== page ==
Since the advent of the comatose state of the Nigerian economy some twenty years ago, religion, especially the Christian religion have become the growth industry, apart from the recent telecommunications boom of the GSM revolution, so, the newly passionately Christian youth are quick to destroy their parents ancestral arts and ornaments at shrines, because such items have been deemed “fetish” names, have been changed or switched from Igbineweka to Igbini-Jesu, or from Igbinogun to Igbinosa, explained Mrs. Oviawe who is a Bini/Edo born, she stressed that these name somersaults are engaged in by some Christian Nigerians, just so, any homage to Iron, as the Americans would name their persons after trades, such as Goldsmith and no American Christian would say Mr. Ironsmith or Mr. Goldsmith names are fetishes!
Recently, I guess it was in mid February 2005, more than 18,000 Americans gathered in the state of Pennsylvania, to watch the famous Mr. Ground-Hog come out of its hole to predict early Spring weather or prolonged Winter weather, upon which some irate members of the mammoth audience proceeded to boo the burrowing ground animal which looks more like a giant rat, they booed the poor creature for delaying a bit, in emerging from its hole! The very technologically advanced or well developed Americans relied superstitiously, on this mindless animal as predictor of season’s gestations! Instead of reliance on some metrological equipments!
How also, about our recent witness to a Catholic Church ritual of a most silly-quality? Burning to generate black or white smokes to signal the agreement or disagreement in the selections processes of a Papal successor? Nigerians or other Africans will be laughed at, and scorned derisively, were we to engage in these superstitious silliness, including the heavy reliance on phone call to astrologers, soothsayers, palm-readers, fortunetellers who are irrationally believed, trusted by and patronized by millions of Americans to be capable of predicting fortunes, happy marriages and other earthly blissfulness and, on which they spend billions of dollars every year.. reading and interpreting birth signs or birth-date-stars! Wealth, health and happiness are all wonderful progenitors of good birth-sign, birth-date-stars! Just as some Nigerians willingly give their last Kobo to boisterous hustlers parading Nigerian landscapes as men of God, but merely operating what I understand some old lady in Benin described as Jesus Enterprises! Any sale of shares from these Jesus Enterprises will be good business practice, as I learnt that donors of a thousand Naira receives its worth vice versa a donor of a Kobo who gets a Kobo prayers’ worth…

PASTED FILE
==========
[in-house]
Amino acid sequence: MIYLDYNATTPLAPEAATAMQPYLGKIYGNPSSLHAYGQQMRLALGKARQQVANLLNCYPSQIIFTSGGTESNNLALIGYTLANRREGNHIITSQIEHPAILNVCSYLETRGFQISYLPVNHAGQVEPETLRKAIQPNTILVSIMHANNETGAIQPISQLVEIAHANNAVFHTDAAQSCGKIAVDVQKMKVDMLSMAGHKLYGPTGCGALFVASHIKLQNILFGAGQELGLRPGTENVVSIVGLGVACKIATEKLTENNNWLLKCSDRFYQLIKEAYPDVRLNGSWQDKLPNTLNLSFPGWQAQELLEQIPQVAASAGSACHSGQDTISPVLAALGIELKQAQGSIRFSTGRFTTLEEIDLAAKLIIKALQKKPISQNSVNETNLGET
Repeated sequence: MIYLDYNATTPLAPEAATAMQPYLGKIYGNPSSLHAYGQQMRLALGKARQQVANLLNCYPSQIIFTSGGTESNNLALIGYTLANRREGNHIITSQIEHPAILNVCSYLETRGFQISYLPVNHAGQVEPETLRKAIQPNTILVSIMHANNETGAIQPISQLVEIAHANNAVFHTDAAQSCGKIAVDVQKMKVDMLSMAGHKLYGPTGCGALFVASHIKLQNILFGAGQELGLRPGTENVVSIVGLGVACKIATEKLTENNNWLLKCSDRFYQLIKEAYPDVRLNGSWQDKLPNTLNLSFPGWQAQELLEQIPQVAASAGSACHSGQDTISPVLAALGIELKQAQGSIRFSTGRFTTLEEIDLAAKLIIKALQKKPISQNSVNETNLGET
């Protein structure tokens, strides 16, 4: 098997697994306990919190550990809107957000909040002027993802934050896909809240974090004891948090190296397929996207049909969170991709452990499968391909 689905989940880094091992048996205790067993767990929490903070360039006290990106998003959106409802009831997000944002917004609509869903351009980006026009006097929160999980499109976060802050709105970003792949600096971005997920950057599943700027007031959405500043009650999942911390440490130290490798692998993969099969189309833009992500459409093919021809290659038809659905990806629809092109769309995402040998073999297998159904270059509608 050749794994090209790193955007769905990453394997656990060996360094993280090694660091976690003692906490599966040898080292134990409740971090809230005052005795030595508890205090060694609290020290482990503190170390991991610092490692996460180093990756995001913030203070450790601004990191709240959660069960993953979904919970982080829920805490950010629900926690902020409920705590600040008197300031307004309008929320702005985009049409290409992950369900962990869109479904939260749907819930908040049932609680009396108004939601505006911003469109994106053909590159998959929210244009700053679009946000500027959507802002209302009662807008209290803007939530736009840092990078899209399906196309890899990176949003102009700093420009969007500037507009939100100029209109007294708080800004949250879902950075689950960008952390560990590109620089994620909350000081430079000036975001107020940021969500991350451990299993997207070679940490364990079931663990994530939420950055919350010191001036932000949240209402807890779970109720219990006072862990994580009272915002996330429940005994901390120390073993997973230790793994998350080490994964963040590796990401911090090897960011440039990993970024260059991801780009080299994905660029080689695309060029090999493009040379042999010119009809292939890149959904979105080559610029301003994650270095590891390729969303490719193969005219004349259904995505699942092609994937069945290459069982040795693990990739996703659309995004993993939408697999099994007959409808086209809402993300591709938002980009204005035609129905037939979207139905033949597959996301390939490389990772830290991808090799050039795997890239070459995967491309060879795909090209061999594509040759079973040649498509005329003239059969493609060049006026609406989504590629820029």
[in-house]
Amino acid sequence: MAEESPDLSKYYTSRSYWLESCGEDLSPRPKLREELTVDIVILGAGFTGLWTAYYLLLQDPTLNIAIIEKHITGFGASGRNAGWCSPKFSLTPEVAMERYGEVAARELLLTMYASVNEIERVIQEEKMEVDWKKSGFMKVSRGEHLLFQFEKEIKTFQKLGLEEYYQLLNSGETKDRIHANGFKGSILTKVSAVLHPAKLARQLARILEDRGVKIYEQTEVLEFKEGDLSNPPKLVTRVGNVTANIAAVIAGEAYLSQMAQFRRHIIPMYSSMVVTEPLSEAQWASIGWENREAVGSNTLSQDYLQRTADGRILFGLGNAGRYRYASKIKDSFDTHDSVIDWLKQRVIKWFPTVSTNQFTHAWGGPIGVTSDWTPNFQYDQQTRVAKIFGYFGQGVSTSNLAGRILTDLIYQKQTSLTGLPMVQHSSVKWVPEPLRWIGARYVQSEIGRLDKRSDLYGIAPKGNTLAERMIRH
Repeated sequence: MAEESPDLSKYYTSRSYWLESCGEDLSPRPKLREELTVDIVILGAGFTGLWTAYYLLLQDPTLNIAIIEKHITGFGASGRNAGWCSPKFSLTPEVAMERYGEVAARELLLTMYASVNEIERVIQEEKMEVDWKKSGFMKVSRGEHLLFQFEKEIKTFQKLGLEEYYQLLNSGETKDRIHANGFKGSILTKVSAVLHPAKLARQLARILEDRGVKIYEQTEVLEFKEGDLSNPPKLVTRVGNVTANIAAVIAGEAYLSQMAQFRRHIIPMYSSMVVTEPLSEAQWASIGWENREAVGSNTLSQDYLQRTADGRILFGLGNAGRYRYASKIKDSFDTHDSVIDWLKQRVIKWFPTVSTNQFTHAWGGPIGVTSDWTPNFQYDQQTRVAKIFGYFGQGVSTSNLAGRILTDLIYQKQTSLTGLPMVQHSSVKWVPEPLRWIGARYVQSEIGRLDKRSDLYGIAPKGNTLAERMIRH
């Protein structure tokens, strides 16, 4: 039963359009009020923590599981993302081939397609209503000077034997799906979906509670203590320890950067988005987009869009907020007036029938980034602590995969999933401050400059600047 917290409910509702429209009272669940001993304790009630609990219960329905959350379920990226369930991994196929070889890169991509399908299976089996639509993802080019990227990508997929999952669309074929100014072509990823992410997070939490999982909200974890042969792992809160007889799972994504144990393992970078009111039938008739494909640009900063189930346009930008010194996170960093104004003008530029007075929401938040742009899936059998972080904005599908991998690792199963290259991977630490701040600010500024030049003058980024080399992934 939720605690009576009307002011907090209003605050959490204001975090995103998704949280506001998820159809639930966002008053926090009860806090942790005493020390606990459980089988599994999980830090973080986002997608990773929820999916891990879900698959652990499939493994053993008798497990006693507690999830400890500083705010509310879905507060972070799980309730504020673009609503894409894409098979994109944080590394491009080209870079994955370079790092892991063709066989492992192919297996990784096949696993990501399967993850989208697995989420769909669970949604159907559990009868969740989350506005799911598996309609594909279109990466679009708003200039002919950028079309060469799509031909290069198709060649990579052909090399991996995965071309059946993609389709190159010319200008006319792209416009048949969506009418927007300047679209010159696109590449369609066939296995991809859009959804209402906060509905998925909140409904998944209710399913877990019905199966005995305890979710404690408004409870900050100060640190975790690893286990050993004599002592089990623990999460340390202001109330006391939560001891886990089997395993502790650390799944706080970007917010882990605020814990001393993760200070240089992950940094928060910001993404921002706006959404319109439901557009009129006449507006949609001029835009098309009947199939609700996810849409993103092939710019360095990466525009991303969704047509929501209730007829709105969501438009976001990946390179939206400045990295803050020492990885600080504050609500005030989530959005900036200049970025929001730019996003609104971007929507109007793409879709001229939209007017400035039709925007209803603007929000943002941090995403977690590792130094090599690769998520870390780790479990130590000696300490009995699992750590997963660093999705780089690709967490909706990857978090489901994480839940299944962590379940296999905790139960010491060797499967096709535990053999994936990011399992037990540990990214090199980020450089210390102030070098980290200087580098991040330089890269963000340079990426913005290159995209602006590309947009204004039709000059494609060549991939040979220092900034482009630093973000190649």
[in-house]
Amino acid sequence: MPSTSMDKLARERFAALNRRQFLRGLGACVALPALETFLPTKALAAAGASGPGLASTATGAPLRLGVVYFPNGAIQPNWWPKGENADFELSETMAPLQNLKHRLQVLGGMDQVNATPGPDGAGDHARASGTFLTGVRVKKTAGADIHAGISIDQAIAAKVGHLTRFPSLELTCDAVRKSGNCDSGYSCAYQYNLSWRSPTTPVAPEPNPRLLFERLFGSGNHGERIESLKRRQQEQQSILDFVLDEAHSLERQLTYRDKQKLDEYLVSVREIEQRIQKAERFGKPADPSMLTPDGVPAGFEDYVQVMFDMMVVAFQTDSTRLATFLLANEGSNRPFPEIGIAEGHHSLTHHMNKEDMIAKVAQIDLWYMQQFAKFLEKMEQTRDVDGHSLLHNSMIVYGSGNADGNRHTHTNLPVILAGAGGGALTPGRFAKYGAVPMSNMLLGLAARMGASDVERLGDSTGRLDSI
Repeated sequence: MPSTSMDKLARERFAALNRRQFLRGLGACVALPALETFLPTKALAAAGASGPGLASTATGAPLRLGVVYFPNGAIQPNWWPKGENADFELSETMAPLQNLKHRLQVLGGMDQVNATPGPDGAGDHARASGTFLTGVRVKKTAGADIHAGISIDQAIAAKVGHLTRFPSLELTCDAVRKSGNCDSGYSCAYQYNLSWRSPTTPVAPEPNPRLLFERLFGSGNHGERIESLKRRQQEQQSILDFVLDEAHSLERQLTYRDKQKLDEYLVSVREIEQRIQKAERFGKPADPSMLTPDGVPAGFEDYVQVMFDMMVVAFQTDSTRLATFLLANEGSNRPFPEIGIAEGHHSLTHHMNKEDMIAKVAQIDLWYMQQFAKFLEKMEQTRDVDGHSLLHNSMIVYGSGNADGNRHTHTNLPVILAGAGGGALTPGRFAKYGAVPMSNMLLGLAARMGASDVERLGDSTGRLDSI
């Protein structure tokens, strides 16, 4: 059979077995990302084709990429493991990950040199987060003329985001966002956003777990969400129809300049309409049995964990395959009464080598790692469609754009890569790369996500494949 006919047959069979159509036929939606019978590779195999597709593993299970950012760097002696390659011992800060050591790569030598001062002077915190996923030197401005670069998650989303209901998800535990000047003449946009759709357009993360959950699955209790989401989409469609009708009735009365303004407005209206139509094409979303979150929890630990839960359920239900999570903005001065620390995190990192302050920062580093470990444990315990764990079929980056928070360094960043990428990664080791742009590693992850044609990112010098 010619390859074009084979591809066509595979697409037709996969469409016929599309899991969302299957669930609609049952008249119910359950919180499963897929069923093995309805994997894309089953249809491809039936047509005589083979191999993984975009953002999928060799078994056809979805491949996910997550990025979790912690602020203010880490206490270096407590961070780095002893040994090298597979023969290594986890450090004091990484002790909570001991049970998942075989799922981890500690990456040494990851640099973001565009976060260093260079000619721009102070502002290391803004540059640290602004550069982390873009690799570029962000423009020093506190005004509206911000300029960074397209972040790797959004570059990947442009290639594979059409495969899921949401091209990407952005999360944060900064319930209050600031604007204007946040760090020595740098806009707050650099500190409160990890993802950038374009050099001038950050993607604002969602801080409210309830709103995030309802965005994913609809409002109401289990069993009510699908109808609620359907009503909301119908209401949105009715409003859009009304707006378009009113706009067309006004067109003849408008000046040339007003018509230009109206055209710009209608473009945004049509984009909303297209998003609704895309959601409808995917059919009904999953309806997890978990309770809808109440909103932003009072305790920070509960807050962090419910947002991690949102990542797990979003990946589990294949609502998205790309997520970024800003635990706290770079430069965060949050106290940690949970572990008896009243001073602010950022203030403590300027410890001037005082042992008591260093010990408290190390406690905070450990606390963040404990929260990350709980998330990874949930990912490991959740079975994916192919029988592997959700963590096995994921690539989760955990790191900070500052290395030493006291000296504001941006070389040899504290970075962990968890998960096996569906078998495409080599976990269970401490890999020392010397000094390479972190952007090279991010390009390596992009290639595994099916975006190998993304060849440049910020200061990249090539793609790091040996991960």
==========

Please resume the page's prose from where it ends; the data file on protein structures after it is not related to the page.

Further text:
Nigerians used to get arrested fined and jailed for having local gins, brewed from grains and alternately called Ogogoro, Kai-Kai, Push-me-I-push-you, or Crin-kana etc, which were replaced promptly, with the now ubiquitous aromatic Schnapps that soon assumed and retained unsurpassed status symbol among the old men in your hometowns and mine!